A ‘Crouching Tiger Hidden Dragon’ Sequel Is Coming To Netflix And Theaters Are Pissed

As part of the constant quest to find innovative movie release strategies, Netflix has announced that they’ll be releasing their first feature film, a sequel to Crouching Tiger, Hidden Dragon, to hit Netflix and IMAX theaters simultaneously. A lot of movies the size of this one (ie, sub-mainstream) have been doing VOD releases, but this is the first that will be free with a Netflix subscription.

Netflix contracted with The Weinstein Company’s Harvey Weinstein to release its first major feature film, Crouching Tiger, Hidden Dragon: The Green Legend. Sort of a sequel to the Ang Lee-directed 2000 martial arts epic that won the Best Foreign Language Film Oscar, the film will premiere exclusively on Netflix, and it will simultaneously have a berth in IMAX theaters. The release is August 28, 2015. Yuen Wo-Ping is directing a script by John Fusco, and Michelle Yeoh and Donnie Yen star. Lee is not involved in this, and the connective tissue is the source material based on the Crane-Iron Pentalogy by Wang Du Lu. [Deadline]

It’s an interesting experiment, but of course one thing theater chains are never thrilled about is people experimenting with their business model, dying though it may be. Regal, Carmike, and Cinemark, three of the four largest theater chains, have all vowed not to play the film in their theaters.

“While a home video release may be simultaneously performing in certain IMAX locations, at Regal we will not participate in an experiment where you can see the same product on screens varying from three stories tall to 3-inch wide on a smart phone,” said Russ Nunley. “We believe the choice for truly enjoying a magnificent movie is clear.”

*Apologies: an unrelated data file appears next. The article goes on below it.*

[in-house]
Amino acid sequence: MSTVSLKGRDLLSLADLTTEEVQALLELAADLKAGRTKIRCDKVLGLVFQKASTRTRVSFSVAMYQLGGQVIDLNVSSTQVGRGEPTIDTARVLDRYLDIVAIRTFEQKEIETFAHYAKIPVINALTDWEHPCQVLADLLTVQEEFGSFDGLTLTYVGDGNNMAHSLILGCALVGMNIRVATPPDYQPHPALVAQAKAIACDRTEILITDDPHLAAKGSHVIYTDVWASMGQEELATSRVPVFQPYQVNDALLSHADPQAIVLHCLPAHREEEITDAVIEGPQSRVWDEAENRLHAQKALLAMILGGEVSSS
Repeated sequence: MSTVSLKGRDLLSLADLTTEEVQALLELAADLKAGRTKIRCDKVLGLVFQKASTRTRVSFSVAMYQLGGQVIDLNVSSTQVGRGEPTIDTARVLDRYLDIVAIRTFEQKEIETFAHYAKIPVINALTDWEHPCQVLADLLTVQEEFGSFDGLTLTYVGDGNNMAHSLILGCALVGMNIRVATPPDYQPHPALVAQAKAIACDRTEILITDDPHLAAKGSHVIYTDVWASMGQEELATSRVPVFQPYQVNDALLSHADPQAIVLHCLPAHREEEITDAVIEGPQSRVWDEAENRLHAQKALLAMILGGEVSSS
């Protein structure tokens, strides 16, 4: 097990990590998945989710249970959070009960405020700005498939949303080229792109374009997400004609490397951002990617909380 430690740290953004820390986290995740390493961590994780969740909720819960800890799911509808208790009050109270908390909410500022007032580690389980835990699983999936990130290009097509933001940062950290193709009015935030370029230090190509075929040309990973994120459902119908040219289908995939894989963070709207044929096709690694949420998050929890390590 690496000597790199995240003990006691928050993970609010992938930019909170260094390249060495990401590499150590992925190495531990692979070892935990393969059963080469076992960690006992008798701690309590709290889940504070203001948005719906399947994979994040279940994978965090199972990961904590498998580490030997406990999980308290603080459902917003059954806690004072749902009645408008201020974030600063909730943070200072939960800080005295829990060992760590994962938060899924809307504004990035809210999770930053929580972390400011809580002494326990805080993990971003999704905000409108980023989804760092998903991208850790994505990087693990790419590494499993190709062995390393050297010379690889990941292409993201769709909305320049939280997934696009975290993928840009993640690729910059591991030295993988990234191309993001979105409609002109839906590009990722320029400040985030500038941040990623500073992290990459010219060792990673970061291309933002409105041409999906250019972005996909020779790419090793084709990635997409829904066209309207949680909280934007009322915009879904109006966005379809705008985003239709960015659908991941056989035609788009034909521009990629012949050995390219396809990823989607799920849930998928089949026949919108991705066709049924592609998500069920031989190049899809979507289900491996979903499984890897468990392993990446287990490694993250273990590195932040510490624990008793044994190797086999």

Now there’s your dumb quote of the day. If the choice is clear, why wouldn’t you offer the choice you think is the obvious one? Because you dislike money? For the principle? If the choice is clear, why are you acting like you’re terrified that it’s not?

Up until now, theaters have been able to maintain a unified enough cabal to stop these smaller theatrical windows for bigger movies (squashing the planned $60 VOD release of Tower Heist three weeks after it opened in theaters, for instance). If there’s money to be made, that’s not going to last forever. As someone who still enjoys the theater-going experience for certain films, these theaters better start implementing some of Christopher Nolan’s suggestions to move forward, because holding onto the past isn’t going to get them anywhere.